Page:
It is nice to learn about inversions for example, you get the concept and understand them, but if you don't play and practice them on a piano for example, you probably never really get the hang of it and won't get fluent with them. Also scales are a lot easier to learn if you play them instead of just reading about them.

In my opinion the instrument doesn't really matter. You could even practice in a DAW (Digital Audio Workstation) or a score writing program, but you should always test and play around with your new knowledge.

So my advice would be the same as I did. Get some music theory books for beginners, read through some music theory websites like this one and get a cheap instrument so you can play along with everything you learn. I got a cheap MIDI-keyboard. The reason was:

  1. I didn't want to spend too much money on an instrument before I knew that I even like to make music or not. Even tho there are also quality differences between keyboards like weighted keys etc. at least you can still get a great sound out of a cheap piano with no knowledge. If you buy a cheap violin from amazon for 40$ for example, you will probably just throw it against the wall after the first day.

  2. I liked the piano as an instrument, because it's a great instrument for beginners in my opinion. You press a note and it makes the sound - It's that simple (well, more or less). But at least you don't have the trouble of finding the right pitch on a string on the violin and so on...

  3. The possibility to connect your MIDI-Keyboard to the computer and produce music in a DAW was really appealing to me. With today's quality sample libraries I'm now pretty much able to play any instrument with just my piano. I do whole orchestral soundtracks with tons of instruments and just know how to play a single one. Isn't that great, huh? :D

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...I felt it was more perseverance and blind luck than true skill and mastership/ability in composition/composing.

You may seek knowledge, but don't speak lightly of luck and perseverance - they will be the truest friends on your journey as an artist!

I want to learn things like music theory and etc. but from not any single or specific instrument. Not saying I want to be able to play every instrument, but I want the knowledge to have the potential to.

The way to learn things from no single perspective is to learn them from many perspectives.

I just don't know where to start. Do I just buy any instrument and start there?

I can't imagine many people being able to successfully learn an instrument as their first instrument without actually having a reasonable desire and passion to achieve some level of proficiency on that instrument; although it might be an unhelpful suggestion, actually finding some of that desire within yourself might be helpful!

I do agree with Tim's suggestion of the piano or keyboard, though - its layout is a reflection of the way most common music notation and terminology works.

Start looking up books/resources/etc. on music theory and/or notations per specific instruments and continue along?

Yes. As you journey along, you may find that some instruments and music genres have different theory 'cultures', and talk about things in a different way. Much of music theory as a whole is the collection of these genre-specific ideas and instrument-specific perspectives. There are some bits of theory that are more widely-applicable than others, but the only bits of theory that apply to all music are those that have one foot in physics or psychoacoustics.

I feel like I need some musician insight here to lead me on the right path to musical mastery.

The only advice I'm qualified to give is: don't be like me, flitting from one activity to the next without really taking any of them seriously! I guess try to do the opposite:

  • Find something specific that you passionately want to achieve or create
  • try to achieve/create it (taking note of the theory that you need to learn in order to do so, given that that is a focus for you)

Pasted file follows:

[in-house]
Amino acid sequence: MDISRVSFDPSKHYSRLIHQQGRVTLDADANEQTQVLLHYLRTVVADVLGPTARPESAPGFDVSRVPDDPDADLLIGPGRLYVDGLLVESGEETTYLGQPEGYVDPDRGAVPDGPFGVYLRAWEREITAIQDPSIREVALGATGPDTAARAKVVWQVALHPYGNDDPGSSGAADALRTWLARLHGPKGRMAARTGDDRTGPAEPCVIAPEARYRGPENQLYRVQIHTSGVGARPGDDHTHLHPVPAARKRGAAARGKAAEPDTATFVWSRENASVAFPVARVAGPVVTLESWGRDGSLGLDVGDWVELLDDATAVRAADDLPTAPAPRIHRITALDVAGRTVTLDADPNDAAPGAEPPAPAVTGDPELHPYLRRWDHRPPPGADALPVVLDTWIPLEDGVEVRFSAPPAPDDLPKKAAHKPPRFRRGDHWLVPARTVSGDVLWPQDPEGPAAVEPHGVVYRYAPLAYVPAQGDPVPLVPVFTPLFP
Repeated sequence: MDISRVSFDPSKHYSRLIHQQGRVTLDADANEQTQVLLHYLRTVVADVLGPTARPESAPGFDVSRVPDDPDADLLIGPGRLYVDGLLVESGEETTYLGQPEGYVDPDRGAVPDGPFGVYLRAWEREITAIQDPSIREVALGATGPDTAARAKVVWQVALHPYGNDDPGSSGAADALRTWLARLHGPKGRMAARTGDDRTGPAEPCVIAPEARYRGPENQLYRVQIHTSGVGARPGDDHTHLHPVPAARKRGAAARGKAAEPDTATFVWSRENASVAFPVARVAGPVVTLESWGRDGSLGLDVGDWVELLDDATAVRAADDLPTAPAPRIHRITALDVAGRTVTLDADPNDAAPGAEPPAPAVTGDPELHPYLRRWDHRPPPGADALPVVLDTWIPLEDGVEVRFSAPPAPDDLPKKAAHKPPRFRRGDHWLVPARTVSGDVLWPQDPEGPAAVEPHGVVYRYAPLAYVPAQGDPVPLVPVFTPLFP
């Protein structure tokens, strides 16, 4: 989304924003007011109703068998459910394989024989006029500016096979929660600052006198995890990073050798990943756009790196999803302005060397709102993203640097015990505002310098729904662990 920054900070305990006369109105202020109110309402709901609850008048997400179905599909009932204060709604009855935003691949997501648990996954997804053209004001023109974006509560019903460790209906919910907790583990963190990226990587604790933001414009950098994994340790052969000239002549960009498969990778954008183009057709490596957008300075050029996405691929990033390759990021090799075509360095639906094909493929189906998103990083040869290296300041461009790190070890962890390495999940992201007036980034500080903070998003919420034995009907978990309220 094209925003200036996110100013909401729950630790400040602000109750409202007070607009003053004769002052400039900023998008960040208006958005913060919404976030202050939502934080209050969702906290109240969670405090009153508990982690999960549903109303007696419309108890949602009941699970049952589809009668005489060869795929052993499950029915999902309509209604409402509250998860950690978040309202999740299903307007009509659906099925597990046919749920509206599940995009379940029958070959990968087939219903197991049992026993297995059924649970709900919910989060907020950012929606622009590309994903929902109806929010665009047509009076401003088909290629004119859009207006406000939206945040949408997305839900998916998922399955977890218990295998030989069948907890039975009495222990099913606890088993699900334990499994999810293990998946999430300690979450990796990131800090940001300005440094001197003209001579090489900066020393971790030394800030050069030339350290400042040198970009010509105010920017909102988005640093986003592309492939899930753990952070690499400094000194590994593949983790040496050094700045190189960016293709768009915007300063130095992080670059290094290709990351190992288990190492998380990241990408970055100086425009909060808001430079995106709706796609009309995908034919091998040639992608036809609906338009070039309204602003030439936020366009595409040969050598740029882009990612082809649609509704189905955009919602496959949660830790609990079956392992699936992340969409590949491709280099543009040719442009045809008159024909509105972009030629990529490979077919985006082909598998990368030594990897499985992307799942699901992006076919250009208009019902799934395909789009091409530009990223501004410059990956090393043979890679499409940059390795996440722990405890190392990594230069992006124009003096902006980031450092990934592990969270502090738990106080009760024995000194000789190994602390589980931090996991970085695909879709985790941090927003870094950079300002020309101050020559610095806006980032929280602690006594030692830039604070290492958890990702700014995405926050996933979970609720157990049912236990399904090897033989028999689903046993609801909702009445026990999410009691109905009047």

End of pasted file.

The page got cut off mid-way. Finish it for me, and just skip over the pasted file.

• if you manage to do so great - find another goal! If not, reassess your goals and your methods and... find another goal!

There is an enormous amount to learn in the musical universe and it can't all be done in one lifetime. It's like travelling the world - you can't go everywhere, but you can do your best to choose the places you do visit.

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Another good source these days are YouTube video. Get an instrument of your choice and with free videos on YouTube. If you like it and want to spend more money on it, get some books or even a music teacher.

  • YouTube as a source is undeniably good. Some of the things posted on it, however, are not so good! – Tim May 23 at 9:06
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Any discipline (including music) involves three things:

  1. Science: The theory behind. The cerebral part, the reasons, the understanding, the math, the logic, the books, the knowledge. For a shoes manufacturer, the knowledge of leather, the prices of tools, etc. For a musician, the music theory. But knowing the music theory books does not imply that you can make music. Knowing the Bible does not make a christian.

  2. Technique: The mastery of action. For a shoemaker, the ability to make a shoe. For a pianist, the fingers ability. But being a master with your fingers, or being able to make perfect shoes does not guarantee that you will make good music, or beautiful shoes. Leading a perfectly religious event does not make a good religious.

  3. Art: the ability to communicate feelings to other people. You don't need to know the theory or to be a master with your fingers to communicate feelings (see Brushy One-String or even any kid playing an instrument or dancing: that's pure art). This dimension implies a lot of living, suffering, having multiple experiences, etc., in order to explore the largest quantity of feelings and be able to communicate them.

Now, a master in any discipline has developed the three dimensions. He knows the books. He dominates his body and can apply the theory by means of it. And more importantly, he's able to communicate his feelings by means of this discipline.

Some people, though, grow in some dimensions and not others. A lot of graduates have huge knowledge and incredible techniques, but have no feelings to communicate, or are just unable to do so. Others, like BB King, have a lot of feeling, some technique, and poor theoretical knowledge. Others, like John Cage or jazz musicians, have a huge theoretical development, and express hugely complex feelings, usually difficult to be grasped by common people.

So, you can choose what your goal will be. Do you want to know just the theory and become a teacher? Do you want just to express feelings and get all the girls? Do you want to be a respected guitar technician? It's all up to your goals.

Know that, and you will know where to start.